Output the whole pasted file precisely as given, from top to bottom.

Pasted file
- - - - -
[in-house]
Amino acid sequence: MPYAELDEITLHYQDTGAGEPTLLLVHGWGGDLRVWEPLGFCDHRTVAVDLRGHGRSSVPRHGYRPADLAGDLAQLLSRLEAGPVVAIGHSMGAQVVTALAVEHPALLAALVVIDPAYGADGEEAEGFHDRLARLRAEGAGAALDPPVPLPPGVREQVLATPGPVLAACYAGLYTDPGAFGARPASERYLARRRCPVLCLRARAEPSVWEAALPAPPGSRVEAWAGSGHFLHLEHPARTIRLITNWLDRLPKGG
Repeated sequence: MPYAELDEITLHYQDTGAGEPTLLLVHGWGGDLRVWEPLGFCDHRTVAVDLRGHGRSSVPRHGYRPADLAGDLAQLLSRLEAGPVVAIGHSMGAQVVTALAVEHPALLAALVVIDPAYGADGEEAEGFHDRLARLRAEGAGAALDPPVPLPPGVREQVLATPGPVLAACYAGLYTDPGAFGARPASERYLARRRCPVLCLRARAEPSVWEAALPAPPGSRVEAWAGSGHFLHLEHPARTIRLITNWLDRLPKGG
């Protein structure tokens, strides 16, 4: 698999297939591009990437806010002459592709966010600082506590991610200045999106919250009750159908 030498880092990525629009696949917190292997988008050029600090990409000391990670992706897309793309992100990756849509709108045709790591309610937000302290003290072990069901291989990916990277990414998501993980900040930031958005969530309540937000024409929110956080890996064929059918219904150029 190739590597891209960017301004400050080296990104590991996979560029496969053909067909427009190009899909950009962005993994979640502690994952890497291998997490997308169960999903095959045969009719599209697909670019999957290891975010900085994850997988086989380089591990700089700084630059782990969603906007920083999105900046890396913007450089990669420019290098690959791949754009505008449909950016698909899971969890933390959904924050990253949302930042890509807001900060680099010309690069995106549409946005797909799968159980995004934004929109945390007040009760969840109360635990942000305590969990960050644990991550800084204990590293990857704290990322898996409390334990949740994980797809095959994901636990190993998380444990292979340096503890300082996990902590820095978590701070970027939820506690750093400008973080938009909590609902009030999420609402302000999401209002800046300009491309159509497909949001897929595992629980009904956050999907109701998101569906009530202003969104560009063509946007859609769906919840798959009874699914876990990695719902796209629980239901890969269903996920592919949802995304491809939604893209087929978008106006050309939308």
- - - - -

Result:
[in-house]
Amino acid sequence: MPYAELDEITLHYQDTGAGEPTLLLVHGWGGDLRVWEPLGFCDHRTVAVDLRGHGRSSVPRHGYRPADLAGDLAQLLSRLEAGPVVAIGHSMGAQVVTALAVEHPALLAALVVIDPAYGADGEEAEGFHDRLARLRAEGAGAALDPPVPLPPGVREQVLATPGPVLAACYAGLYTDPGAFGARPASERYLARRRCPVLCLRARAEPSVWEAALPAPPGSRVEAWAGSGHFLHLEHPARTIRLITNWLDRLPKGG
Repeated sequence: MPYAELDEITLHYQDTGAGEPTLLLVHGWGGDLRVWEPLGFCDHRTVAVDLRGHGRSSVPRHGYRPADLAGDLAQLLSRLEAGPVVAIGHSMGAQVVTALAVEHPALLAALVVIDPAYGADGEEAEGFHDRLARLRAEGAGAALDPPVPLPPGVREQVLATPGPVLAACYAGLYTDPGAFGARPASERYLARRRCPVLCLRARAEPSVWEAALPAPPGSRVEAWAGSGHFLHLEHPARTIRLITNWLDRLPKGG
């Protein structure tokens, strides 16, 4: 698999297939591009990437806010002459592709966010600082506590991610200045999106919250009750159908 030498880092990525629009696949917190292997988008050029600090990409000391990670992706897309793309992100990756849509709108045709790591309610937000302290003290072990069901291989990916990277990414998501993980900040930031958005969530309540937000024409929110956080890996064929059918219904150029 190739590597891209960017301004400050080296990104590991996979560029496969053909067909427009190009899909950009962005993994979640502690994952890497291998997490997308169960999903095959045969009719599209697909670019999957290891975010900085994850997988086989380089591990700089700084630059782990969603906007920083999105900046890396913007450089990669420019290098690959791949754009505008449909950016698909899971969890933390959904924050990253949302930042890509807001900060680099010309690069995106549409946005797909799968159980995004934004929109945390007040009760969840109360635990942000305590969990960050644990991550800084204990590293990857704290990322898996409390334990949740994980797809095959994901636990190993998380444990292979340096503890300082996990902590820095978590701070970027939820506690750093400008973080938009909590609902009030999420609402302000999401209002800046300009491309159509497909949001897929595992629980009904956050999907109701998101569906009530202003969104560009063509946007859609769906919840798959009874699914876990990695719902796209629980239901890969269903996920592919949802995304491809939604893209087929978008106006050309939308």